Getting to grips with hi-tech rider aids

Whether you are an electronics expert or a total technophobe it’s hard to keep up with all the new gadgets and gizmos on modern motorbikes.

It can be even more confusing if you don’t know your MTC from your MSR!

Manufacturers’ spec sheets are full of acronyms but do you always know what they stand for?

KTM is now fitting an innovative demo function on some 2023 models. It allows owners to trial the full-blown arsenal of optional riding technology for the first 1,500km before deciding which settings they want to keep. Those features can then be bought and installed at their dealership.

Dave Willis said: “ABS and traction control were huge safety features when they were introduced many years ago.

“Since then, the level of electronic rider aids has become mind-blowing.

“You don’t always know exactly what they do or you don’t know your MTC from your MSR or HHC,” he said.

“It was something I had to get to grips with when I came into the business.”

Dave did some serious homework to get his head round the hi-tech features of many motorbikes.

He also listed all the comprehensive standard and optional electronic aids and packs, and what these features do, for the entire KTM street range when we took on the franchise.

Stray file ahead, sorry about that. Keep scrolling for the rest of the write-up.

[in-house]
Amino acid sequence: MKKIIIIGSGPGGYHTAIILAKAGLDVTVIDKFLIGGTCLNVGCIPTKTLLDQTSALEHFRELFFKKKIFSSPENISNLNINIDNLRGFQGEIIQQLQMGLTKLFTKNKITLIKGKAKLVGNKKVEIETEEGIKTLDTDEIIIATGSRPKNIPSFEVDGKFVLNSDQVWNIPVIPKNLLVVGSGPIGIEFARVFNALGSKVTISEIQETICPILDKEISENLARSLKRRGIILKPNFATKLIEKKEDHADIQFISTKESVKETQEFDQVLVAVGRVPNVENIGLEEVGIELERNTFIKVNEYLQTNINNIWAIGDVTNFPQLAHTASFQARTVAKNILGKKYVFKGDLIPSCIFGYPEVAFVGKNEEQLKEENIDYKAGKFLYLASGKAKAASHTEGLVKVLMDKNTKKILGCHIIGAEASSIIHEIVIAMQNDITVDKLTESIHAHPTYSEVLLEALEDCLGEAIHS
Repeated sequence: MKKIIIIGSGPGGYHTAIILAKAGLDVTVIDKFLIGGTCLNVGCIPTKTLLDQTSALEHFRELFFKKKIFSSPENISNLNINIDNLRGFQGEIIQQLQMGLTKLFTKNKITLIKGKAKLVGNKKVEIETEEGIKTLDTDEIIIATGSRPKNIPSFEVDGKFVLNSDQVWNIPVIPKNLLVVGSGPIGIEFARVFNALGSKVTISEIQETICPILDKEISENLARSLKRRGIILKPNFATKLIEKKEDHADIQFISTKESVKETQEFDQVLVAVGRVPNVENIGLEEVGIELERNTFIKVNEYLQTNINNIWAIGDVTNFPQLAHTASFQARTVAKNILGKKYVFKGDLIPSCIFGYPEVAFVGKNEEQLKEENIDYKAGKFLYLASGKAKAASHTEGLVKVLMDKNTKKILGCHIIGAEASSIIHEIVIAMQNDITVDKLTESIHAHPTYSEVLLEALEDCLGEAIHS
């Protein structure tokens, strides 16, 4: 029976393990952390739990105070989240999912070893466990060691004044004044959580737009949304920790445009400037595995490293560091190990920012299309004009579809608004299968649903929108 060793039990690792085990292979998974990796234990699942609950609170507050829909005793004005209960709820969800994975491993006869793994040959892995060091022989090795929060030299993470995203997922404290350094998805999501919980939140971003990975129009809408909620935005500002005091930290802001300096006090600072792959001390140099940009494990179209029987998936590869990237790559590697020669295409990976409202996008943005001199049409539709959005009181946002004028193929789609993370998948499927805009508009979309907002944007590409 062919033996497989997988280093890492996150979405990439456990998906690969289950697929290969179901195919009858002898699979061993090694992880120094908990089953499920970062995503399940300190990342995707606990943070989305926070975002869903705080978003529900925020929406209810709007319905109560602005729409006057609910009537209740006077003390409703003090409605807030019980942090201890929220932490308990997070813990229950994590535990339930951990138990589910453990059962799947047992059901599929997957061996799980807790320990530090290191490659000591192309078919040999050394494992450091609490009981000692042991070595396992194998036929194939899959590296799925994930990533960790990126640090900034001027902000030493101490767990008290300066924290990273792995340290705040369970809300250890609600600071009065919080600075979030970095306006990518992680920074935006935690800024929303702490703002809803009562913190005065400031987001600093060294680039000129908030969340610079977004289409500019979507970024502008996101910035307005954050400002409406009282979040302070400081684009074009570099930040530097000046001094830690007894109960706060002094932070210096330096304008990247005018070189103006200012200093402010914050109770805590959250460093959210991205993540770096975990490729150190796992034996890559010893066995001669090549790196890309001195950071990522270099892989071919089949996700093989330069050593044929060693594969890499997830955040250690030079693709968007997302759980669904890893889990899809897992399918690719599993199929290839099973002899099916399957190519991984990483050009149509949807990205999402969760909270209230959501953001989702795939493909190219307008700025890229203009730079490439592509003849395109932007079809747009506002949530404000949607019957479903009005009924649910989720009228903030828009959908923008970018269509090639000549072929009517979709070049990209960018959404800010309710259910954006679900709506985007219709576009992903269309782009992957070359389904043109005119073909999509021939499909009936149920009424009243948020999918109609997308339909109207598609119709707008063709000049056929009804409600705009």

“With the advent of KTM turning on all the bells and whistles, for a demo period of 1,500km, it is important you know what everything does.”

So do you know your MTC from your MSR or HHC?

  • MTC Spin Adjuster – motorcycle traction control involves sophisticated programming between sensors and software that influence how the motorbike reacts depending on the surface and level of grip. Cornering MTC is now a standard component of motorbike software ‘intelligence’. It reads the motorbike’s behaviour and responds immediately if the rotational speed of the rear wheel is disproportionate to the front wheel or engine speed. The newest generation cornering MTC has independent controllers for wheelslip and pitch angle control.
  • MSR – motor slip regulation complements traction control. If, due to shifting down or suddenly shutting the throttle, the engine drag-torque is too high, the ride-by-wire system balances the throttle opening for controlled deceleration. MSR is especially effective stopping the rear wheel locking up when grip is poor.
  • HHC – hill hold control is an electronic setting that stops the motorbike accidentally rolling back when pulling away. It identifies if the motorbike has stopped on a slope. After the rider releases the brake, HHC automatically keeps the brakes applied until the clutch is released, the throttle is open and the bike moves forwards.

Find out more about the full range of KTM’s electronic technology and rider aids at